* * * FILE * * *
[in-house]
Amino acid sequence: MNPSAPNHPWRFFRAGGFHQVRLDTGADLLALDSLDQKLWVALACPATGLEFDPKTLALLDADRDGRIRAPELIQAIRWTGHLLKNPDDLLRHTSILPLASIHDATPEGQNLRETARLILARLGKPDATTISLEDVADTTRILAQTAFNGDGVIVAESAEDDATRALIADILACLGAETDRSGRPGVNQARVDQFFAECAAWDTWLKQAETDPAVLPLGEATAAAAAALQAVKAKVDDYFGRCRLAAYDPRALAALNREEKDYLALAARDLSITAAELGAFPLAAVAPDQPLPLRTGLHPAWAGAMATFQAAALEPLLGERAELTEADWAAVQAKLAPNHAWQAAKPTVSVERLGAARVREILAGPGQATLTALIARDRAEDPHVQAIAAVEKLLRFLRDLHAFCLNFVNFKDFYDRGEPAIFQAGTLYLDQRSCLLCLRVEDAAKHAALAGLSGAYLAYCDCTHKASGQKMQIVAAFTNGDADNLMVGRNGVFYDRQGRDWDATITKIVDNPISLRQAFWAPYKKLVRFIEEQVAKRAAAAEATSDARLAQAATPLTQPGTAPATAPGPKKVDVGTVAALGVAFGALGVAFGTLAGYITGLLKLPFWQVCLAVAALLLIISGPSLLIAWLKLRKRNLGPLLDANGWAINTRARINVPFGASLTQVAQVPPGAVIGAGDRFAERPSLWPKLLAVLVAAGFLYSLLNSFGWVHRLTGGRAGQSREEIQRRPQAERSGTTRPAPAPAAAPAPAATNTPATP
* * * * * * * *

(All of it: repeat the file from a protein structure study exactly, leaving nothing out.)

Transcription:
[in-house]
Amino acid sequence: MNPSAPNHPWRFFRAGGFHQVRLDTGADLLALDSLDQKLWVALACPATGLEFDPKTLALLDADRDGRIRAPELIQAIRWTGHLLKNPDDLLRHTSILPLASIHDATPEGQNLRETARLILARLGKPDATTISLEDVADTTRILAQTAFNGDGVIVAESAEDDATRALIADILACLGAETDRSGRPGVNQARVDQFFAECAAWDTWLKQAETDPAVLPLGEATAAAAAALQAVKAKVDDYFGRCRLAAYDPRALAALNREEKDYLALAARDLSITAAELGAFPLAAVAPDQPLPLRTGLHPAWAGAMATFQAAALEPLLGERAELTEADWAAVQAKLAPNHAWQAAKPTVSVERLGAARVREILAGPGQATLTALIARDRAEDPHVQAIAAVEKLLRFLRDLHAFCLNFVNFKDFYDRGEPAIFQAGTLYLDQRSCLLCLRVEDAAKHAALAGLSGAYLAYCDCTHKASGQKMQIVAAFTNGDADNLMVGRNGVFYDRQGRDWDATITKIVDNPISLRQAFWAPYKKLVRFIEEQVAKRAAAAEATSDARLAQAATPLTQPGTAPATAPGPKKVDVGTVAALGVAFGALGVAFGTLAGYITGLLKLPFWQVCLAVAALLLIISGPSLLIAWLKLRKRNLGPLLDANGWAINTRARINVPFGASLTQVAQVPPGAVIGAGDRFAERPSLWPKLLAVLVAAGFLYSLLNSFGWVHRLTGGRAGQSREEIQRRPQAERSGTTRPAPAPAAAPAPAATNTPATP